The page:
Sebastian Melmoth stumbled from out of the desert sometime in 2010. They were tired, hungry and in need of a good drink. It seems that the barren wasteland from which they emerged, provided this group of vagabonds with copious unfathomable treasures. Jan-Carl Raspe, evidently the wisest stooge, was seen sporting a bass guitar as he trudged wearily into the nearest saloon. The regulars have since been known to recount stories of Raspe’s prodigious skills behind the computing machine – drum loops and soft synths galore – a myriad of sounds beyond the reaches of the imagination. Ulrike Meinhof, fresh from her resurrection, amazed the locals with her custom-made threads, fabulous haircut and beating rhythms so infectious, they set the stray dogs into a rabid frenzy… not to mention the male population of the town. Andreas Baader, arguably the most handsome of the three, immediately made for the brothel. Within minutes, soothing guitar melodies began emanating from the open French windows on the second floor. In accompaniment, he sung poetry so profound, it melted the hearts of all the loose girls in the place. After a sleepless night of demonic revelry, this band of misfits once again reunited under the misguided pretence of making music together. It may not be the most fervent career choice and it seldom pays, but they say it is good for the soul. And so, ever since that point in time, Sebastian Melmoth (it is rumoured that the name is a reference to Oscar Wilde) have endeavoured to share their theatrical, cacophonous art with any bright spark who would lend them an ear.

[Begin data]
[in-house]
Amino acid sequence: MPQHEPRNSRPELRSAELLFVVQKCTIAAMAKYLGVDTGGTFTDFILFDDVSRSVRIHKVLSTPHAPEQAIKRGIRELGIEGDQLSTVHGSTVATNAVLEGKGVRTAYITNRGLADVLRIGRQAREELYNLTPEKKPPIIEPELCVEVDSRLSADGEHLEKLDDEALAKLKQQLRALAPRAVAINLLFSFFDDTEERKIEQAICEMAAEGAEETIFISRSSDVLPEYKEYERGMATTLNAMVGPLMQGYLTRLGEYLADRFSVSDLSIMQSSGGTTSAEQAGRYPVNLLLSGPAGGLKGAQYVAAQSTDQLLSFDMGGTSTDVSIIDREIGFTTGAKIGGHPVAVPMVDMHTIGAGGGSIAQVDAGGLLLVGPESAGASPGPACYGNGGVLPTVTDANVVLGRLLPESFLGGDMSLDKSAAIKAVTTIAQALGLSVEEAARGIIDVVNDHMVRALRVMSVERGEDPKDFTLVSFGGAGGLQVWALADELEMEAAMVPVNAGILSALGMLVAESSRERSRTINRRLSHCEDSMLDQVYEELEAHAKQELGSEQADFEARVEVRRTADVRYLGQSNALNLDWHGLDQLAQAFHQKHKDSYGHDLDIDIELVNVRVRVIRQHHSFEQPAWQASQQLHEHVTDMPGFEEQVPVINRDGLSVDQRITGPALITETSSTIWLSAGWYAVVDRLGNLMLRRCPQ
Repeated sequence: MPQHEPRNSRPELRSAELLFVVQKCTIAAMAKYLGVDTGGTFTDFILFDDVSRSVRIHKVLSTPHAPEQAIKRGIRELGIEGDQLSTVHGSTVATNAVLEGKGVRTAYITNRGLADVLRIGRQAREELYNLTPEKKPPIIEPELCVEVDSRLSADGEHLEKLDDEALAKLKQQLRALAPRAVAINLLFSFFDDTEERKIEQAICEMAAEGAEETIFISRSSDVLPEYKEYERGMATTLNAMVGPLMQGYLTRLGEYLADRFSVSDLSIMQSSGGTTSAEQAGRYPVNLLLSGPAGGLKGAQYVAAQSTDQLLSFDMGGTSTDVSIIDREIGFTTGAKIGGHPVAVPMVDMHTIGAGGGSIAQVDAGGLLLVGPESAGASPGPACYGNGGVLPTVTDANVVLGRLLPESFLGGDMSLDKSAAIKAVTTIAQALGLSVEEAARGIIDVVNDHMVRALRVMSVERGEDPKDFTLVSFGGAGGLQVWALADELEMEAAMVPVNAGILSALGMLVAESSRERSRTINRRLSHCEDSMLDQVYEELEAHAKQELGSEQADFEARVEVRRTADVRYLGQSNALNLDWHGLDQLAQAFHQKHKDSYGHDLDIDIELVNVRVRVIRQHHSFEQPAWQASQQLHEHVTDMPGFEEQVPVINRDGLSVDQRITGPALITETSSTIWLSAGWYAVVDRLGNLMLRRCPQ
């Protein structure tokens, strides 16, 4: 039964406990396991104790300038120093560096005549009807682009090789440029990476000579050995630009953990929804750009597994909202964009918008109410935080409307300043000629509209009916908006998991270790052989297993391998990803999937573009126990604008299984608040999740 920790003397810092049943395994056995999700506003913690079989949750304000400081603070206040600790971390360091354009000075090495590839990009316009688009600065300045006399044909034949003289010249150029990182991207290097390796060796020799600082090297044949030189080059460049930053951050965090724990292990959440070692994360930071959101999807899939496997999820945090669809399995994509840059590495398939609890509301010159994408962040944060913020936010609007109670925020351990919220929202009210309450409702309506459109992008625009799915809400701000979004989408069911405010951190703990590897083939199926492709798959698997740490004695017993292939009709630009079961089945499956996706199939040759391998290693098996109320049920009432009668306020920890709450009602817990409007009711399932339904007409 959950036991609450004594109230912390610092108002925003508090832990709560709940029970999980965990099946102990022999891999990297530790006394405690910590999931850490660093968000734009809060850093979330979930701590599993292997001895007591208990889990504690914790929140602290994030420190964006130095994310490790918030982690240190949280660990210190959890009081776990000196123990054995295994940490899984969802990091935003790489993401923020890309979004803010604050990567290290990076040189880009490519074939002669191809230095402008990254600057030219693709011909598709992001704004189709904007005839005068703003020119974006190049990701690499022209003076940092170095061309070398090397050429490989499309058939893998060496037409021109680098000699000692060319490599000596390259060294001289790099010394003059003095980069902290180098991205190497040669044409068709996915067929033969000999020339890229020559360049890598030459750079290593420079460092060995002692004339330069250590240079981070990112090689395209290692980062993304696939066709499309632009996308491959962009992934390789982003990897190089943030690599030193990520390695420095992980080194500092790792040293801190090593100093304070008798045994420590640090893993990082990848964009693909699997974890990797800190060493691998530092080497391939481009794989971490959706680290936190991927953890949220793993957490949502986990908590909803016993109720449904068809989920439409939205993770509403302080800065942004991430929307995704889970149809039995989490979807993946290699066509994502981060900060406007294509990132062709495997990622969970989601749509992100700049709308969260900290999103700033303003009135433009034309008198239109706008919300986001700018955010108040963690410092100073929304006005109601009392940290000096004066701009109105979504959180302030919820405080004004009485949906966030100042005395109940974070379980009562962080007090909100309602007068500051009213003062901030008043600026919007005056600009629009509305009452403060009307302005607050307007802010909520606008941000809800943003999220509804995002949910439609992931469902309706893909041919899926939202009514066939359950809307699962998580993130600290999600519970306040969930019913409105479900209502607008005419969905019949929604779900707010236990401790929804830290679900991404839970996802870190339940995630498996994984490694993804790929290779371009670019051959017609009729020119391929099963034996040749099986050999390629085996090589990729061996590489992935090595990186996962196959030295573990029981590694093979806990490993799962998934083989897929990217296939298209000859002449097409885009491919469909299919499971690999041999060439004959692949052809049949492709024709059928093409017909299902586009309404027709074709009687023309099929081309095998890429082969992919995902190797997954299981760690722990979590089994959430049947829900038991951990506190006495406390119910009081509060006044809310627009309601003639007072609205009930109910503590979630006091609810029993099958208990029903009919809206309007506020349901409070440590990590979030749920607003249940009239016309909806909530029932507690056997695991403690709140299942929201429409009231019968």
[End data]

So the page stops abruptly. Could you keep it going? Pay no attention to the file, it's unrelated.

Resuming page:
Stereocilia is London based guitarist and sound artist, John Scott. John uses his guitar and live looping techniques to create dense, rich layers of sound.
Over the past 10 years John has performed all over the UK and Europe with various projects. He has also presented work for live radio broadcasts, and soundtracks to short films. Last year he was chosen to perform with 100 guitarists for the UK debut of Rhys Chatham’s, ‘A Crimson Grail’ at the Anglican Cathedral in Liverpool for the Biennial festival.
John is Debut album will be out on the 25th November on his Echoic Memory imprint.
Madame Pamita uses the powers of euphonious prognostication to tell audience member’s fortunes and plays songs written both by herself and by those who have moved on to the great beyond: rural blues, old time, jug band and proto-jazz numbers about romance and revenge and mirth and mayhem. She plays on an assortment of odd antiquarian instruments (Imperial Banjeaurine, Banjolele, Marxophone, Polka-Lay-Lee, and Tiple; as well as a 115 year-old banjo and early 20th century ukuleles).